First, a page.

Measuring Social Engagement…My Two Cents

February 8, 2012
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Written by Ted Rubin

I believe many are looking at this in too narrow a fashion. Everyone is trying to assign a dollar value to a Facebook fan or Twitter follower instead of addressing the fact that engagement and interaction that takes place in these mediums are incredibly important to a brand. They build relationships, create an emotional connection and therefore lead to Return on Relationship™… simply put, the value that is accrued by a person or brand due to nurturing a relationship. ROI is simple $’s and cents. ROR is the value (both perceived and real) that will accrue over time through connection, loyalty, recommendations and sharing.

The mistakes I see being made is trying to measure social engagement with the same tools we measure every other digital touch point. In my view email, search, even banner ads, have spoiled marketers into thinking everything can be and must be measured with the same metrics used to gauge success in other mediums. Initially as you are building your Social Media audiences, and testing, I have three stages with which I measure… #1 is Audience growth, #2 is Reactivity… getting them to take an action, and #3 Stickiness… keeping them coming back, engaged and interacting.

In addition, setting expectations is important for the future. Setting goals for number of followers/fans and how you interact and engage with them, and them with you can be very useful. Growth of your audience is very important as clearly outlined in the study by research firm Chadwick Martin Bailey… Consumers Engaged Via Social Media Are More Likely To Buy, Recommend, and their follow-up report… 10 Quick Facts You Should Know About Consumer Behavior on Twitter.

Five reasons corporations are not using Social Media effectively…

  1. They don’t talk about anything broader than their own products.
  2. They listen to customers but don’t take any action (which means they aren’t really hearing).
  3. Companies can’t expect to have a strong social media presence when social sites are blocked internally to employees.
  4. There is a fear that exists about jumping in, but while there have certainly been some hiccups and miscues along the way, social media has yet to be the undoing of any company.
  5. When employees are more concerned with what’s in or out of their job description than doing the right thing to help the customer, that’s not a culture that’s likely to build trust and advocacy for a brand and there is no way social media efforts can be effective.

Many people are finally realizing that social media is serious business. Not “serious” as in stuffy, fun-resistant, and devoid of personality, but “serious” as in something that is of great value to our companies and needs to be treated as such.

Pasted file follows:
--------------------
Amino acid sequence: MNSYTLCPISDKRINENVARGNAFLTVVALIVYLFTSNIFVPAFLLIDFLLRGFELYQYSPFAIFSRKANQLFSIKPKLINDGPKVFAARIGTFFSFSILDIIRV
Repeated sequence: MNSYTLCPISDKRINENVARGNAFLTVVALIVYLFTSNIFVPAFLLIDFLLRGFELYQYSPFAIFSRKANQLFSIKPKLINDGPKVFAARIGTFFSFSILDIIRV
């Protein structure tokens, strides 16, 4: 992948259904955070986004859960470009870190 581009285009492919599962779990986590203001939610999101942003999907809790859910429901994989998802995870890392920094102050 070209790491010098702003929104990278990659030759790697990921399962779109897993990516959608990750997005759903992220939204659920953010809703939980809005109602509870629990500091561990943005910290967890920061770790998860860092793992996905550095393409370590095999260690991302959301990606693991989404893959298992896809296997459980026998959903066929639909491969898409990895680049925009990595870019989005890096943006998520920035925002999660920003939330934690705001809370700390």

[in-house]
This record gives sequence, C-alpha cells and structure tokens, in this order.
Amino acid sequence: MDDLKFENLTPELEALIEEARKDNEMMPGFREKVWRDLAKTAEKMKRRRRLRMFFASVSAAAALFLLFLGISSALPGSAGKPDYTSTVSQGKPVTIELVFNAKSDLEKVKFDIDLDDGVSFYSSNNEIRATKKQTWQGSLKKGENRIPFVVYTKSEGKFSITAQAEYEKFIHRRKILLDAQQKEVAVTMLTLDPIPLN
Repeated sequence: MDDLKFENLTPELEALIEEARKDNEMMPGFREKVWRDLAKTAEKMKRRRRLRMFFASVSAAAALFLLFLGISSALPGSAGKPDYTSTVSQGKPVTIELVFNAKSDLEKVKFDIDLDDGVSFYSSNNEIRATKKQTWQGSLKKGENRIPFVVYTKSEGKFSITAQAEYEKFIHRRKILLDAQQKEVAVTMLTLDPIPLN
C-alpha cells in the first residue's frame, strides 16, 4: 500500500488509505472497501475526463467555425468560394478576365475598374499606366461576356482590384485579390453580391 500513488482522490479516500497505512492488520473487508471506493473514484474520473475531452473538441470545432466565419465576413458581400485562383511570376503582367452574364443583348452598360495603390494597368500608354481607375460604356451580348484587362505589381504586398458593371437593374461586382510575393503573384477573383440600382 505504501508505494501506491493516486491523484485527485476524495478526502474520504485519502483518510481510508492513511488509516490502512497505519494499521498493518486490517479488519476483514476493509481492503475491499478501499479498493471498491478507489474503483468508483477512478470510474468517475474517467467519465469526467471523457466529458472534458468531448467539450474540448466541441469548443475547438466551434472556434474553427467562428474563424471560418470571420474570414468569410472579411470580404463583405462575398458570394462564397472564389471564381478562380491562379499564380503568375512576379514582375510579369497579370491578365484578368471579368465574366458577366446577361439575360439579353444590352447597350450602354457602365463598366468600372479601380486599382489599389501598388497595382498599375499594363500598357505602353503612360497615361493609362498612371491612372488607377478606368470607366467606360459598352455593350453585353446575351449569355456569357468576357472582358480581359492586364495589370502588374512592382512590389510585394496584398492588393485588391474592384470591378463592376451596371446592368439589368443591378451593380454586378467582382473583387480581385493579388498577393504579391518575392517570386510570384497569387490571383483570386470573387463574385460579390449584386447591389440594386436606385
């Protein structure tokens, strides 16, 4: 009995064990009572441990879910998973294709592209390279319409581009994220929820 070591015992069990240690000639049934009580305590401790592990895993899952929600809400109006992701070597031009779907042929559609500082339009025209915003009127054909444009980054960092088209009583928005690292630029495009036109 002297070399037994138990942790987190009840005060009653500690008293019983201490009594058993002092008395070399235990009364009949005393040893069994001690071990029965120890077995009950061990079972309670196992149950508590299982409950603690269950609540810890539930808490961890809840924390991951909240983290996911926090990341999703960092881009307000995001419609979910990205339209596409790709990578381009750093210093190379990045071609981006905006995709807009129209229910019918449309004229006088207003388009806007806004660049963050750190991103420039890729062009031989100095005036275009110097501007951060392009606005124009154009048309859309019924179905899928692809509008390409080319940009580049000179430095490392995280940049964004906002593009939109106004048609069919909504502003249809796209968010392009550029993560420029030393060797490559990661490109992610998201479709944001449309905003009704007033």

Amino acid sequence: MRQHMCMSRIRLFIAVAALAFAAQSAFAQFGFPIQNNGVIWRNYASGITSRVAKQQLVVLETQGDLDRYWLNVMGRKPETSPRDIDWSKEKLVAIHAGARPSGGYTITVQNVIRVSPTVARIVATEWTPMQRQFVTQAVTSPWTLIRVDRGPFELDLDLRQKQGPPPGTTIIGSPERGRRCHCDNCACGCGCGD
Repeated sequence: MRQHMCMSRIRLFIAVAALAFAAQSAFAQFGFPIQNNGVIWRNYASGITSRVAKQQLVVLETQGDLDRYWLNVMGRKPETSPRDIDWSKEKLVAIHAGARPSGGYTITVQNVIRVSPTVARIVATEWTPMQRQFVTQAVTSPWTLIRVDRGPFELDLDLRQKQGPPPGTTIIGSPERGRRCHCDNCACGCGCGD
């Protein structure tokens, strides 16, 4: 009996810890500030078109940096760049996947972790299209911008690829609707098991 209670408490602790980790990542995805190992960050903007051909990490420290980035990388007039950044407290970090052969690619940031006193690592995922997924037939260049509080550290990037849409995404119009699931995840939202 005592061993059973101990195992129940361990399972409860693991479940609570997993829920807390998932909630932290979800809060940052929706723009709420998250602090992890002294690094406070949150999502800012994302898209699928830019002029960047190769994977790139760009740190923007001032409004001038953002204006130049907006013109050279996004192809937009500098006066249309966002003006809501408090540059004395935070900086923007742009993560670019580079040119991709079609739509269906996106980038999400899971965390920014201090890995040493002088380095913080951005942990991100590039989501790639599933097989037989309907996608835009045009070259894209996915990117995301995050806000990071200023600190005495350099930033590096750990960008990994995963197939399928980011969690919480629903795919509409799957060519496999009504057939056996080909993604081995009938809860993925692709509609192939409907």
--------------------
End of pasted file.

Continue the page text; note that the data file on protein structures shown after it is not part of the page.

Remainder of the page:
So of course, Metrics are incredibly important… what are the numbers we’re aiming for? What will tell us if it (the implementation and use of the tool / process) was a success? How will we get that information and make sense of it in a way that can inform our business strategy? These same questions – plus a few new ones — need to be asked as we begin taking social media integration seriously in our businesses and marketing strategies.

Defining metrics around social media advertising and marketing campaigns has been challenging enough that for a while many people said, “it simply could not be done.” Now, however, we are learning that social media measurement (re: use and impact) IS possible – just not always using traditional metrics and methodologies.

One of the most important new ways to establish social media metrics is to set “conditions of satisfaction.” In other words, what are the specific outcomes that will bring satisfaction to you, your brand, your business, and your customers? Notice how the word “satisfaction” here requires you to think not just about actions, but about the whole experience resulting from the outcomes. This is absolutely critical for successful social branding!

It is crucially important to set conditions of satisfaction in this emerging world of social media where standard metrics may or may not apply. Social media marketing campaigns need to be built on relationships, and metrics include words like “trust” and “engage” and “authentic conversation” and “online reputation” – all things that are at the heart of what a brand/company wants and needs … and all things that can be defined by setting up conditions of satisfaction.

Conditions of satisfaction around social media need to be different for every organization. They need to be based on the each company’s specific and unique GOALS, VISION and VALUES to ensure that the information gathered can strategically inform the marketers and the C-level Suite. Aligning your conditions of satisfaction with the heart of the company gives you the blueprint for plans that will go far in creating a genuine brand, and brand experience that connects with your customers.

Bottom line: Metrics matter and social media for business gets no exception. 

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